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REITs: The Good, the Bad, and the Undervalued

For income investors, REITs have proven to be perennial favourites. Offering high distributions, steady income streams, and potentially high capital gains, they’re one of the few ways to invest in real estate without borrowing money. Not only that, but historically, North American REITs have outperformed direct real estate investments, with a 9% annual return for REITs compared to 8% for homes (according to data from Forbes). Factoring in the fact that most home buyers have to take out mortgages and pay interest, the REIT advantage becomes even more substantial.

But all this comes with a catch: compared to other stocks, REITs do not necessarily shine. Since 2006, REITs as a class have returned just 14%, compared to 28% for the TSX. Granted, there have been some exceptions: in 2018, REITs solidly outperformed the benchmark, for example. But over a long-term time frame, REITs are not the biggest growth sector around.

On the whole, REITs are a diverse sector with both good and bad features. First, let’s take a look at the good.

The good

The most obvious thing REITs have going for them is high income. Canadian REITs offer above-average yields that can reach as high as 14%, while 5-6% is the norm for the sector. Many REITs also pay monthly distributions instead of conventional quarterly dividends, so the payout frequency can be higher than average. However, REIT payout ratios tend to be higher than in other sectors, so earnings misses can easily drive yields lower. If you’re looking for safe income, it’s better to go for a REIT like RioCan REIT (TSX:REI.UN), which yields a “low” (by REIT standards) 5.82% but has a steady payout history.

The bad

The main disadvantage of REITs is that their returns tend to lag relative to other classes of stocks. Interestingly, this has not been the case for Canadian REITs over the past 12 months: the iShares Capped REIT ETF has beaten the TSX over that time frame, with a positive return of about 8%. But over a very long-term time frame, the reverse is the case, with the TSX having solidly beaten REITs over 12 years. With that said, the slight disadvantage REITs have in terms of returns is more than made up for by dividend yields, which, in this sector, can easily approach double digits.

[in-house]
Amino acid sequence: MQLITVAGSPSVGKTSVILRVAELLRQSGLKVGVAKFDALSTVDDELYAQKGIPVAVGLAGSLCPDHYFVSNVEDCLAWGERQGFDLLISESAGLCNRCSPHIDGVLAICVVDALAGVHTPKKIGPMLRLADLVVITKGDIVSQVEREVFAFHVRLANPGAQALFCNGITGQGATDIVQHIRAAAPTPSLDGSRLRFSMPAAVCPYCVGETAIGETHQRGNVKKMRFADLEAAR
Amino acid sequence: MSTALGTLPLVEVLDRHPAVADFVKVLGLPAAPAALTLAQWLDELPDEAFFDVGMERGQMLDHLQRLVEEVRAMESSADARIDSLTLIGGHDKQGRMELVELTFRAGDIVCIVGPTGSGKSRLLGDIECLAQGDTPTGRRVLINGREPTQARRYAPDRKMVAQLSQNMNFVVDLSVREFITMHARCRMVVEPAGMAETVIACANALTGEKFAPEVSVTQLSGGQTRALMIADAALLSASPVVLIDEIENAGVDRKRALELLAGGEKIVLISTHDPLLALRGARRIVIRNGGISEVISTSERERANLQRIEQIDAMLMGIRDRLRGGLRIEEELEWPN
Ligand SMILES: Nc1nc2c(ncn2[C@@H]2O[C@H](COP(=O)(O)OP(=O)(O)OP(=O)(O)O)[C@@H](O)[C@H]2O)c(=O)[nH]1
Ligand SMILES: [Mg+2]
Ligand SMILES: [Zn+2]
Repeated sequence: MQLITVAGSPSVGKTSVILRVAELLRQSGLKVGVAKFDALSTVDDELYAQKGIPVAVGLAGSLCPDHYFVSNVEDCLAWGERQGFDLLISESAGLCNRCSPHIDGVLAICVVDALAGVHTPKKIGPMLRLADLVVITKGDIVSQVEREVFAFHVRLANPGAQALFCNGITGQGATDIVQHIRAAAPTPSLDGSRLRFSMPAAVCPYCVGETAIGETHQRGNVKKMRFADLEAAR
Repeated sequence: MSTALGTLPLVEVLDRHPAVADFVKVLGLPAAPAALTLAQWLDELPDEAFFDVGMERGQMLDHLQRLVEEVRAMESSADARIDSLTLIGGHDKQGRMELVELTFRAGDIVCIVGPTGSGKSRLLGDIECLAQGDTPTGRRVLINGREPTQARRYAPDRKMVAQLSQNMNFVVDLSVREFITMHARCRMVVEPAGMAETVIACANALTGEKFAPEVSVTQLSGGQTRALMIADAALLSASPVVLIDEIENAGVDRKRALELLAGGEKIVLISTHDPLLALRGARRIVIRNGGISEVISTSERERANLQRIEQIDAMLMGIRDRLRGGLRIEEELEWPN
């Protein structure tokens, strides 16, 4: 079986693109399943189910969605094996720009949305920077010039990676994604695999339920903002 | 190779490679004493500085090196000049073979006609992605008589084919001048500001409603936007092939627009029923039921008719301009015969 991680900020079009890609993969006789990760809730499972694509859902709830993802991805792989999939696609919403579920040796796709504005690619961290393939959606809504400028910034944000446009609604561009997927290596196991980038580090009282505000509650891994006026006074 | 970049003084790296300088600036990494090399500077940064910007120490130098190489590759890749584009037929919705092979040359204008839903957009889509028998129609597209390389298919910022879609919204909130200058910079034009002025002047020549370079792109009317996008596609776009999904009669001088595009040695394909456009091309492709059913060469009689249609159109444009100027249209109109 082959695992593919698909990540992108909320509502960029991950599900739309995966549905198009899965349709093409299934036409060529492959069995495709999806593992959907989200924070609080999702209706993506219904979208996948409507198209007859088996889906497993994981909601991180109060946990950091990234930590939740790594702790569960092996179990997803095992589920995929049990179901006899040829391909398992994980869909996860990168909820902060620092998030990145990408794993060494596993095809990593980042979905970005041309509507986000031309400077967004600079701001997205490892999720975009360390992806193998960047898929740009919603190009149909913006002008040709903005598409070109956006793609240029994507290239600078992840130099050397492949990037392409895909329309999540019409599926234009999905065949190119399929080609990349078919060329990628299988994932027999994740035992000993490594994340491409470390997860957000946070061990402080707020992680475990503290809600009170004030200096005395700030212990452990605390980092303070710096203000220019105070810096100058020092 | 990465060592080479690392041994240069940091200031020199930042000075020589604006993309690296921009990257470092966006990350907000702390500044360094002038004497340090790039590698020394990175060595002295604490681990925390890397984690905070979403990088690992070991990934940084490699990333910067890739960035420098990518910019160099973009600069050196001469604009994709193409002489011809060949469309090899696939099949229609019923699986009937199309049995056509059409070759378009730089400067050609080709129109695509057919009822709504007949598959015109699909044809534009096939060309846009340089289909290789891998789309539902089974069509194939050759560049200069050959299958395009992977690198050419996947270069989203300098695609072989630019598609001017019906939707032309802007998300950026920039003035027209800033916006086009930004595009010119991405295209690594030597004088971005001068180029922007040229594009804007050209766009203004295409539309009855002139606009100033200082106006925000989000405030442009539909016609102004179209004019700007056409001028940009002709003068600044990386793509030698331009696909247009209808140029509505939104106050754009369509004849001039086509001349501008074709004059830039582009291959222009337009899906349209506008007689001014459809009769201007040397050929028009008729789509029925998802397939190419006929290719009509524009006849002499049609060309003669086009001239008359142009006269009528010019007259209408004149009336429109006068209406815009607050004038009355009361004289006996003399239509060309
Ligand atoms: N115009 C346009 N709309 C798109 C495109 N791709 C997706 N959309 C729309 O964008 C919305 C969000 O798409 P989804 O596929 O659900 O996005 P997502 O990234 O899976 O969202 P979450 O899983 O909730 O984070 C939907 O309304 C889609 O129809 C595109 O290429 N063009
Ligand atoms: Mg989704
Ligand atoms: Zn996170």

The undervalued

A final thing REIT investors should be aware of is that valuation is more important for this sector than others. Because REITs don’t offer frothy growth, they’re especially hard to justify at huge price/earnings multiples. Warren Buffett once said in a speech to a group of MBAs that he preferred direct commercial real estate investments to REITs, with the only exception being if a REIT can be found for an extraordinarily cheap price. This makes sense given that REITs have overhead costs (payroll costs, etc) that direct property investments don’t. So, if you’re going to invest in REITs, it pays to buy them cheap. This, incidentally, is another argument in favour of RioCan, which currently trades at just 11.5 times earnings and 0.99 times book value.

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Fool contributor Andrew Button has no position in any of the stocks mentioned.

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